Surprisingly enough, aesthetics were not on the table Monday night even though, according to Mr. Chamberlin, there has been a “big to-do” over the visual impact the towers may have on Crystal Lake.
In prefiled testimony with the board, UPC’s landscape architect, David Raphael, testified that the new configuration of towers would improve the fit with the landscape. Under the original proposal, 16 towers would have been visible from Crystal. The revised plan has pared that number down to 14.
Mr. Raphael, who lectures in the School of Environment and Natural Resources at the University of Vermont, also took exception to attempts by the project’s opponents to characterize Crystal Lake as a pristine lake.
“I believe that Crystal Lake is popular for recreation because of the facilities and the beach, not because of the view,” he said in testimony filed with the board on September 25.
“We have spent a lot of time considering the Crystal Lake view and possible impacts from this project, and I can reaffirm several key conclusions: 1) Crystal Lake does not offer the level of scenic beauty that Lake Willoughby, for example, provides, and people do go to Lake Willoughby for the view; 2) the distance of the turbines from the park and their form in the landscape reduce their “˜presence’ and/or potential for distraction and thus their visual impact; and 3) there are foreground views, elements, and activities which are more of a focus for park users than the distant view of the hills.”
Although Mr. Raphael goes on to call Crystal “a typically scenic lake” for Vermont, he says it is not one that stands out for “exceptional or unique beauty.”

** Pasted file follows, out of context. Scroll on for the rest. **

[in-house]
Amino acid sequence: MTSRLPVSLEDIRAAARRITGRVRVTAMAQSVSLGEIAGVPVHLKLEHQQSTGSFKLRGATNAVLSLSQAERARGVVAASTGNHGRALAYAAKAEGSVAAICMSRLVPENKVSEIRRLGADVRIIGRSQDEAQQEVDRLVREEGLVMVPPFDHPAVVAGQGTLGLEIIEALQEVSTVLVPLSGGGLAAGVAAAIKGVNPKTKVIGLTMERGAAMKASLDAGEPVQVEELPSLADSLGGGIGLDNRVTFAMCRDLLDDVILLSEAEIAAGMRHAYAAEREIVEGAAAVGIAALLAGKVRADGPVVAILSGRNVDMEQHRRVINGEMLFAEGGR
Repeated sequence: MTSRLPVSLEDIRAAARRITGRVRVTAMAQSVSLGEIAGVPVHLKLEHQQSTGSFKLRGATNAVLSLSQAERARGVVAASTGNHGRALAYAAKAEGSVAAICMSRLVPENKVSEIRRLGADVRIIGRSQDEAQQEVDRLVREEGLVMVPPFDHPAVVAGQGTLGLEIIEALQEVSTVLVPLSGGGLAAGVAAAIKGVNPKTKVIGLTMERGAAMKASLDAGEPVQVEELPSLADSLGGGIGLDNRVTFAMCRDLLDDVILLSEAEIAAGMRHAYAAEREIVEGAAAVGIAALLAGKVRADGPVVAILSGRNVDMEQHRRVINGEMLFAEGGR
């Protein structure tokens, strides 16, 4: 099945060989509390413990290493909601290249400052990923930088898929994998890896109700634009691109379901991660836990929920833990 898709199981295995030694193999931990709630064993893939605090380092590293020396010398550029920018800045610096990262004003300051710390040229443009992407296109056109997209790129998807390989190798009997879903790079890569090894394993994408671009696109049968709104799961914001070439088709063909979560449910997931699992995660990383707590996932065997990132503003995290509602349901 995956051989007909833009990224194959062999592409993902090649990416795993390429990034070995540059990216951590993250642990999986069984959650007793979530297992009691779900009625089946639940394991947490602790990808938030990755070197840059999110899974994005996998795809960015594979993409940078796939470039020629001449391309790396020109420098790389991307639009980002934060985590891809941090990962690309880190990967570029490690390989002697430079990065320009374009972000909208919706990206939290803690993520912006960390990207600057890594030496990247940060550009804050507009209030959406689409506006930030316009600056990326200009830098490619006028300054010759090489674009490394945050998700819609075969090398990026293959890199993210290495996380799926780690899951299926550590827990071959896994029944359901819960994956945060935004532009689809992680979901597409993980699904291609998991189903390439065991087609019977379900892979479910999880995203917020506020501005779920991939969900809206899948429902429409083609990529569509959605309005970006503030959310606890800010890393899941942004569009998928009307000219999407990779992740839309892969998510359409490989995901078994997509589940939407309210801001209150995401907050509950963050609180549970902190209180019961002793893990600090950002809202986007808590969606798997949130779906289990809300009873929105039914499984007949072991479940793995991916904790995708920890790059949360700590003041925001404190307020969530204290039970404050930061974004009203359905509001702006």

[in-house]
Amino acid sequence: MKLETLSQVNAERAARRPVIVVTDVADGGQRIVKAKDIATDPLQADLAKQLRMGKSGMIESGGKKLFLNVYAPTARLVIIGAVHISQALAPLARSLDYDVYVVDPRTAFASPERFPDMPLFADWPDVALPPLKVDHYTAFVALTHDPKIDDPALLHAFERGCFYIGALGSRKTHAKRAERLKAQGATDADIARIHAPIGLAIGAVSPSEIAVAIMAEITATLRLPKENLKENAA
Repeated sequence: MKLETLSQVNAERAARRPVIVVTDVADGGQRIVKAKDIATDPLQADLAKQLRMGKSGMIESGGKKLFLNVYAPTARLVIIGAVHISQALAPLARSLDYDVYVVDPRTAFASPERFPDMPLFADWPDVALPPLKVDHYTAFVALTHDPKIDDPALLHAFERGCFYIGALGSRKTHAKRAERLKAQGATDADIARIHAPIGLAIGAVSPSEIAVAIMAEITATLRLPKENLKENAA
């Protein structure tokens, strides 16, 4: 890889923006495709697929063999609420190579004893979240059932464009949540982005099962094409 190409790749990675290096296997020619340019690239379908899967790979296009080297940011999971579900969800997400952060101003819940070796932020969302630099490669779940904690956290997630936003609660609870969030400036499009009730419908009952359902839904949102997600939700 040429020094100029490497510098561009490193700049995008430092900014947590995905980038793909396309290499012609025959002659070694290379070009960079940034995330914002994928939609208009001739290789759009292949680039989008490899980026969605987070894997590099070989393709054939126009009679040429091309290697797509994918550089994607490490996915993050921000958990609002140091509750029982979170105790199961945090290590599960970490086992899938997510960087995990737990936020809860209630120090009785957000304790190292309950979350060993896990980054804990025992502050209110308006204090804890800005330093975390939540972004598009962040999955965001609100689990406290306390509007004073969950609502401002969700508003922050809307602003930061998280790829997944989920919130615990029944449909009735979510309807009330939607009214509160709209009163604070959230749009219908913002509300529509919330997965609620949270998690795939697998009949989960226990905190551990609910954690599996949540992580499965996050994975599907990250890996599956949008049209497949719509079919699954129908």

“I believe Crystal Lake is not a unique or highly sensitive location,” he says. “It is a place people go to recreate because there are facilities there and an amenable beach – that, as opposed to the view, is the attraction and the focus. The view supplements and enhances the experience but is not necessary to the enjoyment of the lake and the park facilities.”
Independent of their academic merit, those views could well play into the hands of anti-wind groups in the Northeast Kingdom, who want Barton to become more involved in the process.
Recently, Barton Village received packets about UPC’s revisions from groups like the Ridge Protectors, calling on the trustees to get involved, according to Brian Hanson, the village supervisor.
Trustees haven’t taken up the issue of putting heavy truck traffic on the Duck Pond Road, or the project’s impact on the area. But that could change soon. Mr. Hanson said Tuesday he plans to contact UPC and arrange a meeting.
Opponents of the project clearly hope that Barton will decide to play a more active role.
“Barton could be a huge player in this process,” said Greg Bryant, a spokesman for the Ridge Protectors. “If they don’t respond, PSB is going to believe that Barton doesn’t care.”
by Paul Lefebvre
|Wind Watch relies entirely
on User Funding